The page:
Robert describes a year where he and a friend created a 1950s style diner and served grilled cheese for whomever wanted one. He also has helped create a 25 foot seesaw and a vehicle he describes as the “Snuffalupabus”. Anyone who attends the festival has to make sure they have all the supplies they need before entering the desert. There is no money in the desert and everything is free. People can rely on one another in case they run out of food and water, as there are no stores in the middle of the desert.
A little less reserved than his son, Jack has immersed a large chunk of his life in the Burning Man. “The attack on your sense is overwhelming and endless” explains Jack, “Your senses are constantly on the go.”
Jack used the internet and found a group of people his age that were going. He explains that he is what the community at Burning Man an elder because he is one of the oldest attendees of the festival. Jack and his fellow elders camp together. Elders are looked up to and constantly sought out for help and even counseling. Younger peoples look to elders for someone to listen and share stories. The elders have more in common than all the youth.
When asked about his first trip to Burning Man, Jack says, “I was afraid I wouldn’t fit in. An older person who doesn’t party, do drugs, or dance”. So to give back to the Black Rock Desert community he does magic card tricks and gives massages. He proudly states, “I’m not shy at all, and hands out several photos of himself wearing very little and wearing hand made costumes while at the festival. Robert blushes and seems a little uncomfortable about his father’s scantily clad adventures. Jack notices and says he doesn’t do anything around his kids he isn’t comfortable with, and when asked about his wife he says, “My wife doesn’t go, it would be her nightmare. It’s too hot and she’s more laid back and likes her privacy.”
With a little of the Burning Man mystery now dissolved, the obvious question about drug use arises. Both father and son agree that there is a lot of sex and drugs at burning man. “People might be having more intense experiences because of drug use and some of it could be better appreciated on drugs, but you can have a good time sober,” says Robert. Jack adds, “Do whatever you want to do because you want to do it, don’t do it because anyone else wants you to do it. It’s what you make it, but you could make it almost everything. Anything you plan to do, don’t count on it.”
“here, with my view of the creamy peach sunset
off this highway
even the vowels
drip between consonants
the way that hammocks are slung between trees
and the Spanish moss, antique lace in the air,
makes a breeding ground
of the breeze.”
-Excerpt from ”Louisiana, Route 82” by Samantha Barrow
Meet Samantha Barrow, or Sam as she prefers. Sam is a 35 year old poet who currently splits her time between New York City and Martha’s Vineyard with her wife. Sam has her undergrad in writing from Eugene Lang in New York City and is currently working on her Masters Degree at Columbia University. She is an avid motorcyclist and prides herself in her humor and sassiness. However, things haven’t always been so easy.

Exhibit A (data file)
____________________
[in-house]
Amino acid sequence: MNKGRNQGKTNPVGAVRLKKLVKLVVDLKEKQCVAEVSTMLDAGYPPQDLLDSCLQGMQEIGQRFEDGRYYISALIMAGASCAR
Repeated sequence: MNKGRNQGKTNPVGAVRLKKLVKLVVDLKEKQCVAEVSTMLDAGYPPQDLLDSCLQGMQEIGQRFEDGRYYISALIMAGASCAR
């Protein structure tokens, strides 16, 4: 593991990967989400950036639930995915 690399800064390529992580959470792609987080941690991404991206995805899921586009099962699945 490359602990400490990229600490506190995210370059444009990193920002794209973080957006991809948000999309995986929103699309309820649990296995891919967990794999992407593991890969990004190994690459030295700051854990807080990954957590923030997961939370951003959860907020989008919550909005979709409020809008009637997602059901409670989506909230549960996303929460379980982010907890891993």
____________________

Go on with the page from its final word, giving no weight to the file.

Sam has experienced many of the same experiences that many artistic students and young adults go through in order to get by with their trade. She has taken demeaning jobs, moving to a new city in order to afford rent, and struggled with promoting her work. What makes Barrow stand out from the rest is how she has succeeded in turning negatives into positives for her poetry and helping others heal themselves through creative writing. She is determined to bring creative writing and the medical industry together.
Why poetry? “I feel poetry is the first thing you reach for before the story of what is actually happening. Culturally we don’t have a very good relationship with poetry. At the end of the day I am able to go home and know myself intimately and most people I know don’t know themselves in the same way,” Sam explains. After finishing her undergrad, Sam moved to Philadelphia to save money, “Cheaper rent lets you figure out things you like to do rather than making money.” She was involved in a freak pop band drumming for four years and was waitress at several different restaurants. She says she was fired for not wanting to wear lipstick.
Sam involved herself in Lady Fest, a music festival based on a post punk feminist movement. Lady Fest promoted concerts and D.I.Y. (Do It Yourself) movements for women. She learned how to arrange events and use a soundboard. She felt that being involved with lady Fest gave her an informative experience she could never have in college.
Like most of us in our lives, Sam went through a very difficult break-up. This prompted her to embark on a cross-country motorcycle tour. Put out her first chap book, a 30 to 68 page book that poets publish between other manuscripts. She made at Kinko’s and sold while she was on tour in order to afford the trip. She took notes and stories from the tour and wrote a book of poetry, “Grit Tender Memories”.
Back in Philadelphia, Sam began with children and adults with their writing and started Sound/Body/Love/Poem, an erotic writing workshops for survivor of sexual abuse. It was during this time she realized that she realized she was hitting a wall and needed her Masters of Social Work in order to have credibility. She just wasn’t equipped to work with important companies. That’s when she discovered the Narrative Medicine program at Columbia, “I’ve been able to enroll in the program and think about different ways to tell stories and how to be more responsible with issues like trauma,” she explains.
Is this a pseudoscience? Sam is firm, “People know the system is broken. The way we think of the body and illness isn’t working, technology is expensive and diagnosing hasn’t improved. If it [narrative medicine] didn’t come from the medical community it would be considered pseudoscience. It is still looked down on” by some, but it isn’t exactly a pseudoscience. Body and illness aren’t only made up of numbers.” Because of this, Sam is driven to make a difference with patients and wounded soldiers. “I want to bring the story back into the illness instead of it just being a series of biological events. Some people report that the person is in the way of the biological problem that needs to be fixed,” she says, “There is money coming from the Veteran’s Administration and there are a lot of wounded soldiers needing help so it [the medical industry] needs an intervention with working in groups.”
Artists struggle to find their voice in the world. The key is to be able to motivate others to see the artistic abilities in themselves. “I have an obsession with the body, illness, trauma and resilience and I think that poetry is desperately needed in these fields,” Sam states. She believes everyone has the ability to write poetry and write creatively. “A simile is a good thing to pay attention to and they can be exercises to start a comparison,” Sam explains, “We need magic and we need the imagination which we’ve been taught to take out of our lives and healing.”